Gear Review: Manfrotto 'BeFree Advanced' Twist Tripod Kit

We're all looking for that 'perfect' tripod, you know the one that is so light we can carry it all day without noticing, so small it fits in/on our camera bag, yet so strong that it can resist a gale force wind and so versatile that it can shoot at ground level or 10 feet high - good, so I'm not alone! However, we all realise that it's just not possible, something will need to be compromised. For some people they choose to cope with the heavier weight which often adds stability, and for others they're willing to sacrifice a little rigidity in search of something much lighter.

This Manfrotto BeFree Advanced Aluminium Tripod is squarely aimed at the second group of people, perhaps even for those of you who are using new lightweight mirrorless cameras from Sony, Fuji or even Canon (M Series). 

Tech Specs:

  • Maximum height: 150cm
  • Maximum height (column down): 127cm
  • Minimum height: 40cm
  • Closed length: 40cm
  • Weight:1.49kg
  • Maximum payload: 8kg
  • Material: Aluminium
  • Top attachment: RC2
  • Legs: Twist (Although the snap-lock option is available)
  • Price: £144 (*As of July 2018 -

On Location:

I've had chance to take this kit (includes head and bag) out on two separate occasions; in Snowdonia at the back end of last year, and to the Dolomites this June. Why not check out the video below for a quick look from the Snowdonia trip.


During the Snowdonia trip I was using a Canon 6D with 24-105mm f/4L and 70-200mm f/2.8L. The tripod was up to the job although I'm not sure how often I'd want to use it with the 70-200, and arguably I was stretching the capabilities of something that is really designed for lighter gear. What I can say is that when faced with a 5am hike up part of Snowdonia I was extremely glad of the lightweight design (1.5kg with head) which over the course of a long day is far more comfortable than something weighing 2kg or more. It might not sound like much but 2.25kg would be a 50% increase in weight from 1.5kg.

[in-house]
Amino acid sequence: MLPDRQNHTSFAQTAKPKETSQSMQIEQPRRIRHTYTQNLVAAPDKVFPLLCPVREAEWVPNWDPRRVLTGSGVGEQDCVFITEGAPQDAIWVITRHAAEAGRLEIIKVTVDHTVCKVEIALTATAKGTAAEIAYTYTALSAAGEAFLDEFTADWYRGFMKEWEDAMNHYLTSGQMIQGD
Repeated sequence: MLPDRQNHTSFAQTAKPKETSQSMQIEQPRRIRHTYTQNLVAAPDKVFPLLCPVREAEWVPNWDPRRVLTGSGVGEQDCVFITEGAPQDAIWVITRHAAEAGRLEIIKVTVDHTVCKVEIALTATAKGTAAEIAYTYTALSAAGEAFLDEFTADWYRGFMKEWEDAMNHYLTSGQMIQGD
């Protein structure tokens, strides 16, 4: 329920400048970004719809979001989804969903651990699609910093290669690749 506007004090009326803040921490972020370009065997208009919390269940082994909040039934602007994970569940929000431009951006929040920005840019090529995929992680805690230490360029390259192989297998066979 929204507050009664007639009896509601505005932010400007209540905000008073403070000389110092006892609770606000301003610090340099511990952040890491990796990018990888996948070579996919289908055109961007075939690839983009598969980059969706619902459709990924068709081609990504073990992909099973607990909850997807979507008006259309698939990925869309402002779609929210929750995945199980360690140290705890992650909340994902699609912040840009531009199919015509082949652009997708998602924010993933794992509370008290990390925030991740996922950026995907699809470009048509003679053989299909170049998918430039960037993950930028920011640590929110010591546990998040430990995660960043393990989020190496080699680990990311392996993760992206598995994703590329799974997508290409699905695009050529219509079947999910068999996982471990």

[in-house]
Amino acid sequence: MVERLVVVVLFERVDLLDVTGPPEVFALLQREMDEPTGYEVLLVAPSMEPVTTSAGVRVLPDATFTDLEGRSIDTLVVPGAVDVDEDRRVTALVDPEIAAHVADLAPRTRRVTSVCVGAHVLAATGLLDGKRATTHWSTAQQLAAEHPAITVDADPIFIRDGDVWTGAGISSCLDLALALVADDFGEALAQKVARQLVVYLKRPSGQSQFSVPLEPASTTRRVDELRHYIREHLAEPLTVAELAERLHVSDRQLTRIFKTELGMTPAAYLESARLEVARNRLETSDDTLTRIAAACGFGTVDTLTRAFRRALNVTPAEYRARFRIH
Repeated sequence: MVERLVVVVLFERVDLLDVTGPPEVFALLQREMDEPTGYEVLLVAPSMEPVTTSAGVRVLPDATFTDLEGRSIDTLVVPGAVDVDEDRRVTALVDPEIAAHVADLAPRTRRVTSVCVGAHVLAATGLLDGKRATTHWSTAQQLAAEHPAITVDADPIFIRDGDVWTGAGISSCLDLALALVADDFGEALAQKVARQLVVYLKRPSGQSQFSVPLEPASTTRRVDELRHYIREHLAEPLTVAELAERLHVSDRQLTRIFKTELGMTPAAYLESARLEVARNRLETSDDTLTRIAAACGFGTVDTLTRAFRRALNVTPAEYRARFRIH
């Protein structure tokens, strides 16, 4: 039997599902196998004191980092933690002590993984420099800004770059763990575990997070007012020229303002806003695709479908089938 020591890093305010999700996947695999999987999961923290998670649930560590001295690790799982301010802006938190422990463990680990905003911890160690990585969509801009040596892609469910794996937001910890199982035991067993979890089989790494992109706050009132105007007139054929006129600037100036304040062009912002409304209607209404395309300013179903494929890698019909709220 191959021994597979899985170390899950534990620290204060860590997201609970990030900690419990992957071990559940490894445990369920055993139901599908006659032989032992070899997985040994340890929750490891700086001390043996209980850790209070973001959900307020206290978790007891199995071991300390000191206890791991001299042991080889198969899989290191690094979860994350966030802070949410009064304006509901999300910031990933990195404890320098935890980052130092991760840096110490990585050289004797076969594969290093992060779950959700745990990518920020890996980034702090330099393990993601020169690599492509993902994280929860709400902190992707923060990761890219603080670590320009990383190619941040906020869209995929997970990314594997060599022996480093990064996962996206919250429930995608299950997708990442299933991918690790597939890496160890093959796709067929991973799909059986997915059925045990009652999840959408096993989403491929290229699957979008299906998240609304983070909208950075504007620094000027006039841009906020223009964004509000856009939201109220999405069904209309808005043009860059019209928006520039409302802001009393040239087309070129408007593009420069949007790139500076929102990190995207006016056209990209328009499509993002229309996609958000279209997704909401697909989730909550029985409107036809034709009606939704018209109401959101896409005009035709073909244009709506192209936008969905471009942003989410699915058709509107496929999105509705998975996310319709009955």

As someone of 6ft+ in height my initial concern was that to get a conventional DSLR up to my eye level I would have to extend the centre column up to full height. Conventional wisdom tells you never to raise the centre column, it does make the tripod a little less stable overall but unless you're in high winds or have moving water underneath your feet I don't find it to be much of an issue. Simply use your self timer or remote release cable/button and your mirror lock-up (if using a DSLR) and I'm pretty certain you won't have an issue.

Canon 6D + 24-105mm f/4L on BeFree Advanced Aluminium Tripod (with centre column extended)

Canon 6D + 24-105mm f/4L on BeFree Advanced Aluminium Tripod (with centre column extended)

I took the image above in the video (just when the rain is hammering me!), this was shot with the centre column extended so it could be closer to my eye level. I've mentioned my minor concerns above on this point yet it got the shot and again I was super grateful for the lightweight nature of the tripod whilst lugging all my gear upto the shooting location!

On this Snowdonia trip we also visited some waterfalls where it was a great opportunity to test the tripod on a long exposure. Using a slower shutter speed demands a tripod and it's these sorts of occassions that would otherwise be a missed opportunity if you were travelling without a tripod due to weight concerns.

Canon 6D + 70-200mm f/2.8L on BeFree Advanced Aluminium Tripod

Canon 6D + 70-200mm f/2.8L on BeFree Advanced Aluminium Tripod

Here I used the big heavy 70-200mm and it was fine to stay secured for a 15 second exposure on the tripod. There was no wobble and as such the image was nice and sharp. On a separate note this image was one that we discussed in our Kase Filter trial which you may want to read if you haven't already.


So you're probably picking up the theme here, when there are mountains and lots of walking I go to the BeFree! On this occasion I was also using a lighter weight Camera set-up; the Canon M5 + 18-150mm lens primarily. I've used this on/off for a few months now, often for when I'm really heading out to walk/hike and think about image making as a secondary affair, and/or if I know I've got a limitation on weight for travel purposes.